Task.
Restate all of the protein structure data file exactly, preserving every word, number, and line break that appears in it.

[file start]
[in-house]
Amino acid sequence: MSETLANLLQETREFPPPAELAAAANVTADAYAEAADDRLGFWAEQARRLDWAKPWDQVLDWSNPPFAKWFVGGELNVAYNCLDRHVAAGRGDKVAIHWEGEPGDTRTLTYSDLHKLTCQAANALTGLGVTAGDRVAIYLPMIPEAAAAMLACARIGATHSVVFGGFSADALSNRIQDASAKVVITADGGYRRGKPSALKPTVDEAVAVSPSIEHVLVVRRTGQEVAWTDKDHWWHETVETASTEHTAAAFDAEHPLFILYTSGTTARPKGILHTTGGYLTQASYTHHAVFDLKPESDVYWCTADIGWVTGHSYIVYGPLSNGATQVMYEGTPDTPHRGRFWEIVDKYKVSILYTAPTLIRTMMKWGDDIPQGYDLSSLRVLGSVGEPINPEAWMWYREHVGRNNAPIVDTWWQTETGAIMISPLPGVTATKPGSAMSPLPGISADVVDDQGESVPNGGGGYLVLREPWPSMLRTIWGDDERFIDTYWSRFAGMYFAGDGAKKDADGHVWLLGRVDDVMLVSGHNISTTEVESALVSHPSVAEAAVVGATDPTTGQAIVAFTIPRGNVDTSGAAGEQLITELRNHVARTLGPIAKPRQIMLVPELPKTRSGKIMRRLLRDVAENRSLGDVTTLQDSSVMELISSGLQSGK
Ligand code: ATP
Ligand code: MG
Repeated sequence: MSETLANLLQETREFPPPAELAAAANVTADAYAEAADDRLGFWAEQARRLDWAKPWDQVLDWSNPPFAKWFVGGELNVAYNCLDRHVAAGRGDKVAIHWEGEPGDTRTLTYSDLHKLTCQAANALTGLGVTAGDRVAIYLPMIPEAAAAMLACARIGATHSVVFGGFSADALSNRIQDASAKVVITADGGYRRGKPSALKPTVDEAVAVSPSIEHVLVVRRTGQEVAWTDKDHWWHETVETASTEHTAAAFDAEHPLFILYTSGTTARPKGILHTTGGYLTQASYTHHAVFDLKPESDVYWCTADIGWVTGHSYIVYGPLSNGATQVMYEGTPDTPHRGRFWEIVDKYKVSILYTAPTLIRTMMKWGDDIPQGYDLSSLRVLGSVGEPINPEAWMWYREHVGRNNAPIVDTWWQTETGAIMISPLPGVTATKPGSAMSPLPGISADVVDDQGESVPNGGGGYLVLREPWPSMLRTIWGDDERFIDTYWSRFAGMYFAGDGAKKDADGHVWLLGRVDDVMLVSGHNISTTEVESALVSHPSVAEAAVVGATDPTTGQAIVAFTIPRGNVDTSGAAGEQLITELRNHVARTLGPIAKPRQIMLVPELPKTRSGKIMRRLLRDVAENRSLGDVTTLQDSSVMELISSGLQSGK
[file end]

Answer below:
[in-house]
Amino acid sequence: MSETLANLLQETREFPPPAELAAAANVTADAYAEAADDRLGFWAEQARRLDWAKPWDQVLDWSNPPFAKWFVGGELNVAYNCLDRHVAAGRGDKVAIHWEGEPGDTRTLTYSDLHKLTCQAANALTGLGVTAGDRVAIYLPMIPEAAAAMLACARIGATHSVVFGGFSADALSNRIQDASAKVVITADGGYRRGKPSALKPTVDEAVAVSPSIEHVLVVRRTGQEVAWTDKDHWWHETVETASTEHTAAAFDAEHPLFILYTSGTTARPKGILHTTGGYLTQASYTHHAVFDLKPESDVYWCTADIGWVTGHSYIVYGPLSNGATQVMYEGTPDTPHRGRFWEIVDKYKVSILYTAPTLIRTMMKWGDDIPQGYDLSSLRVLGSVGEPINPEAWMWYREHVGRNNAPIVDTWWQTETGAIMISPLPGVTATKPGSAMSPLPGISADVVDDQGESVPNGGGGYLVLREPWPSMLRTIWGDDERFIDTYWSRFAGMYFAGDGAKKDADGHVWLLGRVDDVMLVSGHNISTTEVESALVSHPSVAEAAVVGATDPTTGQAIVAFTIPRGNVDTSGAAGEQLITELRNHVARTLGPIAKPRQIMLVPELPKTRSGKIMRRLLRDVAENRSLGDVTTLQDSSVMELISSGLQSGK
Ligand code: ATP
Ligand code: MG
Repeated sequence: MSETLANLLQETREFPPPAELAAAANVTADAYAEAADDRLGFWAEQARRLDWAKPWDQVLDWSNPPFAKWFVGGELNVAYNCLDRHVAAGRGDKVAIHWEGEPGDTRTLTYSDLHKLTCQAANALTGLGVTAGDRVAIYLPMIPEAAAAMLACARIGATHSVVFGGFSADALSNRIQDASAKVVITADGGYRRGKPSALKPTVDEAVAVSPSIEHVLVVRRTGQEVAWTDKDHWWHETVETASTEHTAAAFDAEHPLFILYTSGTTARPKGILHTTGGYLTQASYTHHAVFDLKPESDVYWCTADIGWVTGHSYIVYGPLSNGATQVMYEGTPDTPHRGRFWEIVDKYKVSILYTAPTLIRTMMKWGDDIPQGYDLSSLRVLGSVGEPINPEAWMWYREHVGRNNAPIVDTWWQTETGAIMISPLPGVTATKPGSAMSPLPGISADVVDDQGESVPNGGGGYLVLREPWPSMLRTIWGDDERFIDTYWSRFAGMYFAGDGAKKDADGHVWLLGRVDDVMLVSGHNISTTEVESALVSHPSVAEAAVVGATDPTTGQAIVAFTIPRGNVDTSGAAGEQLITELRNHVARTLGPIAKPRQIMLVPELPKTRSGKIMRRLLRDVAENRSLGDVTTLQDSSVMELISSGLQSGK